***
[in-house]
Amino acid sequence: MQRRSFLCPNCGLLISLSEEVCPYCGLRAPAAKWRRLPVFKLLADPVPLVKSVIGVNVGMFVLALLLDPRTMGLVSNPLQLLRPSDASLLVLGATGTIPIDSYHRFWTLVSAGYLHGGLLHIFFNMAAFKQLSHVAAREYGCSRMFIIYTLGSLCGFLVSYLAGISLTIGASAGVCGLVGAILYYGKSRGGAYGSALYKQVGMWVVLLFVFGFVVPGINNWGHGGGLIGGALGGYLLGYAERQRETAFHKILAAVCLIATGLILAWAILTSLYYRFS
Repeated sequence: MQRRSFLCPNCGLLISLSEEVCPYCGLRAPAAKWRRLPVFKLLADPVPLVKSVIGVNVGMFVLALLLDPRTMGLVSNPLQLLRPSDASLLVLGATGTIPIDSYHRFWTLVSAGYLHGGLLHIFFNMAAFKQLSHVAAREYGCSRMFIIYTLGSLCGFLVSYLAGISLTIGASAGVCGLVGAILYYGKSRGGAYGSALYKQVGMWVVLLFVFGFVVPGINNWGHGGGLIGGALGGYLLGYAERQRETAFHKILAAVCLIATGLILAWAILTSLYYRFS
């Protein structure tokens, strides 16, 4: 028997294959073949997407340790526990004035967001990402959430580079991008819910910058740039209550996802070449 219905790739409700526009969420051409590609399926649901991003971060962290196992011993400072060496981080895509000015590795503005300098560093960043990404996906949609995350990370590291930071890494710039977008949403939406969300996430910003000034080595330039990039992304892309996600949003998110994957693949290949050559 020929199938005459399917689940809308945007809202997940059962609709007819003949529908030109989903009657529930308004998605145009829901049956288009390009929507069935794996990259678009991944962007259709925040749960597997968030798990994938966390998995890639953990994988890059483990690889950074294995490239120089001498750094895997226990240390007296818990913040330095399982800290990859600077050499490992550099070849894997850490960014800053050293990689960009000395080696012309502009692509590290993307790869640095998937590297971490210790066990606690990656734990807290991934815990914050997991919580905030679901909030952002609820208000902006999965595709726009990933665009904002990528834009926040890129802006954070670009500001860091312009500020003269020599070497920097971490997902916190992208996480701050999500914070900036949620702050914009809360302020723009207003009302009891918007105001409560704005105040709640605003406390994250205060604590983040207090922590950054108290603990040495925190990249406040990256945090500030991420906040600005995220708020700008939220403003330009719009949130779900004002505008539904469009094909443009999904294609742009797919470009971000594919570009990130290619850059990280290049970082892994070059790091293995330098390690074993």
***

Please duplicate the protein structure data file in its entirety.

[in-house]
Amino acid sequence: MQRRSFLCPNCGLLISLSEEVCPYCGLRAPAAKWRRLPVFKLLADPVPLVKSVIGVNVGMFVLALLLDPRTMGLVSNPLQLLRPSDASLLVLGATGTIPIDSYHRFWTLVSAGYLHGGLLHIFFNMAAFKQLSHVAAREYGCSRMFIIYTLGSLCGFLVSYLAGISLTIGASAGVCGLVGAILYYGKSRGGAYGSALYKQVGMWVVLLFVFGFVVPGINNWGHGGGLIGGALGGYLLGYAERQRETAFHKILAAVCLIATGLILAWAILTSLYYRFS
Repeated sequence: MQRRSFLCPNCGLLISLSEEVCPYCGLRAPAAKWRRLPVFKLLADPVPLVKSVIGVNVGMFVLALLLDPRTMGLVSNPLQLLRPSDASLLVLGATGTIPIDSYHRFWTLVSAGYLHGGLLHIFFNMAAFKQLSHVAAREYGCSRMFIIYTLGSLCGFLVSYLAGISLTIGASAGVCGLVGAILYYGKSRGGAYGSALYKQVGMWVVLLFVFGFVVPGINNWGHGGGLIGGALGGYLLGYAERQRETAFHKILAAVCLIATGLILAWAILTSLYYRFS
């Protein structure tokens, strides 16, 4: 028997294959073949997407340790526990004035967001990402959430580079991008819910910058740039209550996802070449 219905790739409700526009969420051409590609399926649901991003971060962290196992011993400072060496981080895509000015590795503005300098560093960043990404996906949609995350990370590291930071890494710039977008949403939406969300996430910003000034080595330039990039992304892309996600949003998110994957693949290949050559 020929199938005459399917689940809308945007809202997940059962609709007819003949529908030109989903009657529930308004998605145009829901049956288009390009929507069935794996990259678009991944962007259709925040749960597997968030798990994938966390998995890639953990994988890059483990690889950074294995490239120089001498750094895997226990240390007296818990913040330095399982800290990859600077050499490992550099070849894997850490960014800053050293990689960009000395080696012309502009692509590290993307790869640095998937590297971490210790066990606690990656734990807290991934815990914050997991919580905030679901909030952002609820208000902006999965595709726009990933665009904002990528834009926040890129802006954070670009500001860091312009500020003269020599070497920097971490997902916190992208996480701050999500914070900036949620702050914009809360302020723009207003009302009891918007105001409560704005105040709640605003406390994250205060604590983040207090922590950054108290603990040495925190990249406040990256945090500030991420906040600005995220708020700008939220403003330009719009949130779900004002505008539904469009094909443009999904294609742009797919470009971000594919570009990130290619850059990280290049970082892994070059790091293995330098390690074993």